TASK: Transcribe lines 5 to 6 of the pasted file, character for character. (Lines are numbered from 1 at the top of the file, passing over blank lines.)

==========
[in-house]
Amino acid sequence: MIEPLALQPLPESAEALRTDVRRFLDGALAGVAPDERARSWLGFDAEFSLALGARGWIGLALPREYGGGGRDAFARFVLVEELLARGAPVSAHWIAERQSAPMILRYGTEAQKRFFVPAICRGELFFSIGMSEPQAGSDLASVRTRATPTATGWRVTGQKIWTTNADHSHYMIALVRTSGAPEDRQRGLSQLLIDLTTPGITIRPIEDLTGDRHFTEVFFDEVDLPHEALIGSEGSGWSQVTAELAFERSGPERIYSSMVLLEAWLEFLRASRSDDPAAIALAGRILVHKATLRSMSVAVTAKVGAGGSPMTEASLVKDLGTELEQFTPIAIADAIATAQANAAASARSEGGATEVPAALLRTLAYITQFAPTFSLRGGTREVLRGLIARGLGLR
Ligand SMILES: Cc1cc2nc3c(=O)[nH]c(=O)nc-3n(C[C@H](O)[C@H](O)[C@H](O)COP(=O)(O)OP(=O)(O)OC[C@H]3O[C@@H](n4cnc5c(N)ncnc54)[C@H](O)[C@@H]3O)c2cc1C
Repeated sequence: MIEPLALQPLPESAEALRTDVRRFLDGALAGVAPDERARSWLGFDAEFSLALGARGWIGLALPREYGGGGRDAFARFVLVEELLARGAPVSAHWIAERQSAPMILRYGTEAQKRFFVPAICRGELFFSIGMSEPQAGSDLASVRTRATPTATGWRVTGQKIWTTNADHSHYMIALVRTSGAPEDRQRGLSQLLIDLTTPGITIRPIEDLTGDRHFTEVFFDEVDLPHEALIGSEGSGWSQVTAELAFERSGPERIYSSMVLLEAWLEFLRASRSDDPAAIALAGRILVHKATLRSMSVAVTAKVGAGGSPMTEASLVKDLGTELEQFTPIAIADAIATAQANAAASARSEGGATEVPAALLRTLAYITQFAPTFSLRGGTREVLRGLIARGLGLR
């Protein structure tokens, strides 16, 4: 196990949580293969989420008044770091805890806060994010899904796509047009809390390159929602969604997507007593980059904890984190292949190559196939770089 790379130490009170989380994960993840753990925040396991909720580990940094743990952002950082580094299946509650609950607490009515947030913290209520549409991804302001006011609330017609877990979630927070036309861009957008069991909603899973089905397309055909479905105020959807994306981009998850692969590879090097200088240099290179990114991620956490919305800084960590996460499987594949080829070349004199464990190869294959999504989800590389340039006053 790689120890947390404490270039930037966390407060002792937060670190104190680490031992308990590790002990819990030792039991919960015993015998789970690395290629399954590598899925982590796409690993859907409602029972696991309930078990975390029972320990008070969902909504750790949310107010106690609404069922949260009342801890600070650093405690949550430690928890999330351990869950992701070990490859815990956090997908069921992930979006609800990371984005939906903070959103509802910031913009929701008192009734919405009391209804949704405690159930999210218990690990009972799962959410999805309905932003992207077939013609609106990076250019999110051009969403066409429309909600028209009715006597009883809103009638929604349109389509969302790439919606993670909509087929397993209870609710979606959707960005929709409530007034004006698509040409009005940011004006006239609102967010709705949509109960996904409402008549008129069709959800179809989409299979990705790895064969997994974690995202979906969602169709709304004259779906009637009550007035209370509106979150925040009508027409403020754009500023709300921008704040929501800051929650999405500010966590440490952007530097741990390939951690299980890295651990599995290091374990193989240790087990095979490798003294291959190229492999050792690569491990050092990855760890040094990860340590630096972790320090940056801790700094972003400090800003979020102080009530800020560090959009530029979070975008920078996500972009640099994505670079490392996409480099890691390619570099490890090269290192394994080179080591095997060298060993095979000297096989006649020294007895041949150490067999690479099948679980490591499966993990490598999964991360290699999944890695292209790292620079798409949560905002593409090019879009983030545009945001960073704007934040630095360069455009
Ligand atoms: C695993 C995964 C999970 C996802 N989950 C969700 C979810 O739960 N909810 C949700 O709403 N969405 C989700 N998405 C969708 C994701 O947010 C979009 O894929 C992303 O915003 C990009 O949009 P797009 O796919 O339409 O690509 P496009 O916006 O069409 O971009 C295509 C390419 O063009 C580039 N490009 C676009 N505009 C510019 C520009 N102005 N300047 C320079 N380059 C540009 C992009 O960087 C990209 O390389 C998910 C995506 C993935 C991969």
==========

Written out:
């Protein structure tokens, strides 16, 4: 196990949580293969989420008044770091805890806060994010899904796509047009809390390159929602969604997507007593980059904890984190292949190559196939770089 790379130490009170989380994960993840753990925040396991909720580990940094743990952002950082580094299946509650609950607490009515947030913290209520549409991804302001006011609330017609877990979630927070036309861009957008069991909603899973089905397309055909479905105020959807994306981009998850692969590879090097200088240099290179990114991620956490919305800084960590996460499987594949080829070349004199464990190869294959999504989800590389340039006053 790689120890947390404490270039930037966390407060002792937060670190104190680490031992308990590790002990819990030792039991919960015993015998789970690395290629399954590598899925982590796409690993859907409602029972696991309930078990975390029972320990008070969902909504750790949310107010106690609404069922949260009342801890600070650093405690949550430690928890999330351990869950992701070990490859815990956090997908069921992930979006609800990371984005939906903070959103509802910031913009929701008192009734919405009391209804949704405690159930999210218990690990009972799962959410999805309905932003992207077939013609609106990076250019999110051009969403066409429309909600028209009715006597009883809103009638929604349109389509969302790439919606993670909509087929397993209870609710979606959707960005929709409530007034004006698509040409009005940011004006006239609102967010709705949509109960996904409402008549008129069709959800179809989409299979990705790895064969997994974690995202979906969602169709709304004259779906009637009550007035209370509106979150925040009508027409403020754009500023709300921008704040929501800051929650999405500010966590440490952007530097741990390939951690299980890295651990599995290091374990193989240790087990095979490798003294291959190229492999050792690569491990050092990855760890040094990860340590630096972790320090940056801790700094972003400090800003979020102080009530800020560090959009530029979070975008920078996500972009640099994505670079490392996409480099890691390619570099490890090269290192394994080179080591095997060298060993095979000297096989006649020294007895041949150490067999690479099948679980490591499966993990490598999964991360290699999944890695292209790292620079798409949560905002593409090019879009983030545009945001960073704007934040630095360069455009
Ligand atoms: C695993 C995964 C999970 C996802 N989950 C969700 C979810 O739960 N909810 C949700 O709403 N969405 C989700 N998405 C969708 C994701 O947010 C979009 O894929 C992303 O915003 C990009 O949009 P797009 O796919 O339409 O690509 P496009 O916006 O069409 O971009 C295509 C390419 O063009 C580039 N490009 C676009 N505009 C510019 C520009 N102005 N300047 C320079 N380059 C540009 C992009 O960087 C990209 O390389 C998910 C995506 C993935 C991969």